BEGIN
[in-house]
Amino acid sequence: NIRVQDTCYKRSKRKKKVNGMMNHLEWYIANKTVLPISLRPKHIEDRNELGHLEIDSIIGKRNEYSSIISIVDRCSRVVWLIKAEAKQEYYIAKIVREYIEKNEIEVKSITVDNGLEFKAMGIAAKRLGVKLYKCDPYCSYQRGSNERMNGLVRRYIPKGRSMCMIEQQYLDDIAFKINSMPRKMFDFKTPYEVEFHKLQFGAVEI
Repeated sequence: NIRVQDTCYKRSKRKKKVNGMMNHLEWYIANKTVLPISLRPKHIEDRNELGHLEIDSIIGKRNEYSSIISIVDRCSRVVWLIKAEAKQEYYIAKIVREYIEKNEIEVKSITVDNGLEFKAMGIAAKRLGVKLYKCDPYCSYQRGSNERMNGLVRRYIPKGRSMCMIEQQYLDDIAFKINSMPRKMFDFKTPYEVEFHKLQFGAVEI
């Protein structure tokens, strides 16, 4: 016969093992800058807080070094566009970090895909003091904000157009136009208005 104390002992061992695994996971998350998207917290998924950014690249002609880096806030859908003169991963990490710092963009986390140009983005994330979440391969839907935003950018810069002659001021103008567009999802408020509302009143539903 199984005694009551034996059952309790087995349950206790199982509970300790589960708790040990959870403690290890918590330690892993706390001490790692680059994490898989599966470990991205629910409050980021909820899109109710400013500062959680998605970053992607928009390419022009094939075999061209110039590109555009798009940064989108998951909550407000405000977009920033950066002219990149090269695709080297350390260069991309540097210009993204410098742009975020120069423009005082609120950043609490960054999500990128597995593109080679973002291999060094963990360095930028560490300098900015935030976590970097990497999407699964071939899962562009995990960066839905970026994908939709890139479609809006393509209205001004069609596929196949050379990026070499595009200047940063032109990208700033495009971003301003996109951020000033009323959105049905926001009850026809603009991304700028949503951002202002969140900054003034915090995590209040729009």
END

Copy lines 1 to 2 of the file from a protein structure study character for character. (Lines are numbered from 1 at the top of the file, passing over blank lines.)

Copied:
[in-house]
Amino acid sequence: NIRVQDTCYKRSKRKKKVNGMMNHLEWYIANKTVLPISLRPKHIEDRNELGHLEIDSIIGKRNEYSSIISIVDRCSRVVWLIKAEAKQEYYIAKIVREYIEKNEIEVKSITVDNGLEFKAMGIAAKRLGVKLYKCDPYCSYQRGSNERMNGLVRRYIPKGRSMCMIEQQYLDDIAFKINSMPRKMFDFKTPYEVEFHKLQFGAVEI